A new internal U.S. Department of Homeland Security report evaluating the logistics of President Donald Trump's promised border wall may be a rude awakening to both the president and his supporters.
The document, first reported on by Reuters, estimates the wall would cost the government up to $21.6 billion and take nearly the entire length of Trump's term to construct.
Officials are expected to present Trump's administration with their findings — which include blueprints for a three-phase plan to close off the border by the end of 2020 — in a few days. After that, it's up to Trump and his advisers whether they will honor the department's recommendations.
Trump's call for a border wall was among his top campaign promises, but now he will have to decide how much he's willing to pay to make it a reality.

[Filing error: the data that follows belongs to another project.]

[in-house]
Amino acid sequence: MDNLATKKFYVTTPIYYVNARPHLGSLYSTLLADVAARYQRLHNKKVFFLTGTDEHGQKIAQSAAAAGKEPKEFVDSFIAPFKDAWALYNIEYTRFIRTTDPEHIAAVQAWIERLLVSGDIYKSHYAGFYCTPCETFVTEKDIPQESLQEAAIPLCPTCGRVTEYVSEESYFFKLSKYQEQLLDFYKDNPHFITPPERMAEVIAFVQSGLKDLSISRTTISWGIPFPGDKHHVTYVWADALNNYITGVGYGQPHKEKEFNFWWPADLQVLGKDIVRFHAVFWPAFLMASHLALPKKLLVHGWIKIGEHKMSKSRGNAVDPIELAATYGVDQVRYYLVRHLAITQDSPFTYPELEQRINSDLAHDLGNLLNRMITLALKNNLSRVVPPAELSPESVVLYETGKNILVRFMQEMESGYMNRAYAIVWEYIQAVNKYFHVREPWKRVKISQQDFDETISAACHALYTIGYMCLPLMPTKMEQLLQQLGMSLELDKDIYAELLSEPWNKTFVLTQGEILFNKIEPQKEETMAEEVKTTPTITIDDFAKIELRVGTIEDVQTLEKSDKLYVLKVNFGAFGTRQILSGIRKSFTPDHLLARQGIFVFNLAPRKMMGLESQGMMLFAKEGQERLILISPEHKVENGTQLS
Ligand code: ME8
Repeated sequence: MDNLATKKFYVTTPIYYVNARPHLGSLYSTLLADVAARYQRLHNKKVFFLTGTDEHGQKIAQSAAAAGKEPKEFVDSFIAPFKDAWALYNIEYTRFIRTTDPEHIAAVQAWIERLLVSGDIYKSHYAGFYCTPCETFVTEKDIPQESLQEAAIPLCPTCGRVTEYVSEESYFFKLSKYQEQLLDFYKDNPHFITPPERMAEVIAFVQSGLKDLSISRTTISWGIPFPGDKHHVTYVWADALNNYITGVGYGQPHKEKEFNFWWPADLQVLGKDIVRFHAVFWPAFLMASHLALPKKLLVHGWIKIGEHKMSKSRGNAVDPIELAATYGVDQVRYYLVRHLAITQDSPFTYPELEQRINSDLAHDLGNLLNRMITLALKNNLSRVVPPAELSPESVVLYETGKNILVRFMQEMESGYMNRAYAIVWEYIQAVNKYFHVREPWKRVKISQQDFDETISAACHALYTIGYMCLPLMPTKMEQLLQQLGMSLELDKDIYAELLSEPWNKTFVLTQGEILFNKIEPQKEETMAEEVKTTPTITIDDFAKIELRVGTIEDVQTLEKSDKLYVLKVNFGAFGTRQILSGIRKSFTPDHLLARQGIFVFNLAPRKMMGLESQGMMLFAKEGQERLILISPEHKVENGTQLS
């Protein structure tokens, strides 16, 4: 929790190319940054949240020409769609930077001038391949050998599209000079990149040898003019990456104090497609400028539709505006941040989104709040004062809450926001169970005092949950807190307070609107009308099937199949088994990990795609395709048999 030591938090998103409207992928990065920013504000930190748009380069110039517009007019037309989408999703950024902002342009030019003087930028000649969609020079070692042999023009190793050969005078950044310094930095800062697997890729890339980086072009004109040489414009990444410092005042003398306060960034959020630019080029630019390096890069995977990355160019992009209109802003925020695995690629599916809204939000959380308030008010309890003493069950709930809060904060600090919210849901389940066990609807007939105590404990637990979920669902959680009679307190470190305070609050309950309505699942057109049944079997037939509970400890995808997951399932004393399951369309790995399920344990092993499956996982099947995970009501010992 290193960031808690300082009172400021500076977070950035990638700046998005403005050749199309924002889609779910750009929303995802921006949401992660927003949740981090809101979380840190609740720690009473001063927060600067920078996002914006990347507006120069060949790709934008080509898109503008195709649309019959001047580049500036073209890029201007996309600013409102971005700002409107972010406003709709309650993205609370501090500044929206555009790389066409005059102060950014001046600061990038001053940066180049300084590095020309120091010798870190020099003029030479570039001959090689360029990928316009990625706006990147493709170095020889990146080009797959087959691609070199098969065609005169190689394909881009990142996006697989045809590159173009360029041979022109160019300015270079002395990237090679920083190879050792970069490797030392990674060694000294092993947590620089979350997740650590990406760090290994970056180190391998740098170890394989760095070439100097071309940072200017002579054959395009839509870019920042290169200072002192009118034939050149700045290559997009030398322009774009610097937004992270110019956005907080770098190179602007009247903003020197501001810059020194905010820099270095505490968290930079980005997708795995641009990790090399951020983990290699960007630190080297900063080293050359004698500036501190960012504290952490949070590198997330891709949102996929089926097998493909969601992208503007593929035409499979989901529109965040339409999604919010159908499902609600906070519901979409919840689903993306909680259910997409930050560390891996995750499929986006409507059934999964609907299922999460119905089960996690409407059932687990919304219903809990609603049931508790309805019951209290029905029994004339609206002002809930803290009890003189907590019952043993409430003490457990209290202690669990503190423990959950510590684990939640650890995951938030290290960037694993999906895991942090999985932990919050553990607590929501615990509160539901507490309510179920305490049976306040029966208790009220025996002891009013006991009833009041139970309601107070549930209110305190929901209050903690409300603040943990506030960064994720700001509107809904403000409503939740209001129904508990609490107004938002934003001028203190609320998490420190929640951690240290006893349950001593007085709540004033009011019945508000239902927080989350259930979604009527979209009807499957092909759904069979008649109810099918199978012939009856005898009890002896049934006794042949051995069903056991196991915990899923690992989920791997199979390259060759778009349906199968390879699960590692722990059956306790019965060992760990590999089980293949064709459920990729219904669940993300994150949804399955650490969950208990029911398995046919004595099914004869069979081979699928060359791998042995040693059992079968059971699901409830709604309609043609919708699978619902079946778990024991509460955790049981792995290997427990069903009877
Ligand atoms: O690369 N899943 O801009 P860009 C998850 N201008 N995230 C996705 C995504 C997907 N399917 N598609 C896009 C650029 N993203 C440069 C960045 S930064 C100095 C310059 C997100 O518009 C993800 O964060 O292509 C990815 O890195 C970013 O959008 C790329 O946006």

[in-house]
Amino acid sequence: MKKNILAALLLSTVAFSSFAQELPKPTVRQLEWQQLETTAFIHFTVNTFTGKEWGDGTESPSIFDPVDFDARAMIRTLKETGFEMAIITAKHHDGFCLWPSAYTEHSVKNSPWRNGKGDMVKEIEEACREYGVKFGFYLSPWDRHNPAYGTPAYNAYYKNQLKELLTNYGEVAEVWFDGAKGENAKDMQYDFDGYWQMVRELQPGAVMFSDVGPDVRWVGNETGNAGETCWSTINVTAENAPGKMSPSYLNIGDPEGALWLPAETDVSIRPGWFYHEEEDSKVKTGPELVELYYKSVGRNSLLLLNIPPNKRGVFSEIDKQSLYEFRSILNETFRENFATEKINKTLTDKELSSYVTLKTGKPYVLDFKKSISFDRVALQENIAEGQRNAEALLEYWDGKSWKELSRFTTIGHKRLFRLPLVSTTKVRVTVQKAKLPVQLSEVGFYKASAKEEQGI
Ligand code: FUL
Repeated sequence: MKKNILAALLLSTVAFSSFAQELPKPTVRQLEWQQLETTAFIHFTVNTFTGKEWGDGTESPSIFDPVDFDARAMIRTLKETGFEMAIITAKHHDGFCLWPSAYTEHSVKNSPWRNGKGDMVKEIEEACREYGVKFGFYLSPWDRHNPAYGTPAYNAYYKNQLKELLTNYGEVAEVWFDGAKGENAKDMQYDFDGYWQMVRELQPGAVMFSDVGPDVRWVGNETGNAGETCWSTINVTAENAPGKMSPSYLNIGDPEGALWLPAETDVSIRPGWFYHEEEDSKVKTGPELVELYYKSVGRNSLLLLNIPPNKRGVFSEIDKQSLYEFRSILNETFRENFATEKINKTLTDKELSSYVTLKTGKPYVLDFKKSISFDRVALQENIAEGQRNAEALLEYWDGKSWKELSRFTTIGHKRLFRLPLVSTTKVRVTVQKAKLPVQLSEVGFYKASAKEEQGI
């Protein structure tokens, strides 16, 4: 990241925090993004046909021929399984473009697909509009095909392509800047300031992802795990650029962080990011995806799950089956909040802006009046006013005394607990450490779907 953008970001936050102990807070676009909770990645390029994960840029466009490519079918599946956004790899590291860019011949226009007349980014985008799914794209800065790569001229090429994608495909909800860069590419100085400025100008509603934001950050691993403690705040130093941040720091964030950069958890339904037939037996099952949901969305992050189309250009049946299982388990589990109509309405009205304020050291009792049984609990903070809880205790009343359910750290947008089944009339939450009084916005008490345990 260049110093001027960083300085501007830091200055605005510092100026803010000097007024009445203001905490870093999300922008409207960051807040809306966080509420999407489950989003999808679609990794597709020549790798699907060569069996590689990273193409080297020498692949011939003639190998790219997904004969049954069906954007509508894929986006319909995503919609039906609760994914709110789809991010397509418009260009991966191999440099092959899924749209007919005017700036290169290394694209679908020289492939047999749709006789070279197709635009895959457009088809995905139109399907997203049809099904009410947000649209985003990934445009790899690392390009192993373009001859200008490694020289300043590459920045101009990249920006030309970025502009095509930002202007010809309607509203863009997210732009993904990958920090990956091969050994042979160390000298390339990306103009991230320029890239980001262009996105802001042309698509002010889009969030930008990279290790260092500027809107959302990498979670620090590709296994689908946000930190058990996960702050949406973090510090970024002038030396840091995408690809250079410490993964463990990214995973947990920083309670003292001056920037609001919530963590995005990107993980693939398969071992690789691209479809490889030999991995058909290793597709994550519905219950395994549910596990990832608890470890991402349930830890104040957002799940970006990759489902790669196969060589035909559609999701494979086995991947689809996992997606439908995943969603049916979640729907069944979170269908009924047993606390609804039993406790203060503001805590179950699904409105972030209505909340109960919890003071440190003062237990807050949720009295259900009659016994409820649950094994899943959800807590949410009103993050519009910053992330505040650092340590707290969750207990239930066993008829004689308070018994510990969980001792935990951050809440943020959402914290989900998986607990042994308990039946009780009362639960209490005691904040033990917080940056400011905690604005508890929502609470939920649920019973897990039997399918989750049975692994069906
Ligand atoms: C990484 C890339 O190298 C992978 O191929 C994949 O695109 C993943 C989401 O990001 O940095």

According to Reuters, the $21.6 billion appraisal dwarfs Trump's own, oft-repeated $12 billion estimate. Other Republicans, like Sen. Mitch McConnell and House Speaker Paul Ryan, had offered the ballpark figure of $15 billion.
Of course, there had been a time when Trump could say with more confidence that the Mexican government would foot the costs — whatever they may be — of a border wall. But after multiple squabbles with Mexican President Enrique Peña Nieto and former President Vicente Fox, it's become clear that U.S. taxpayers are likely to be the ones ponying up the now-staggering estimated sum of money required to realize Trump's wall.
But no matter the price, Trump seems resolute in his aims to deliver on a wall. Reuters reported Trump on Wednesday assured law enforcement officials, "The wall is getting designed right now."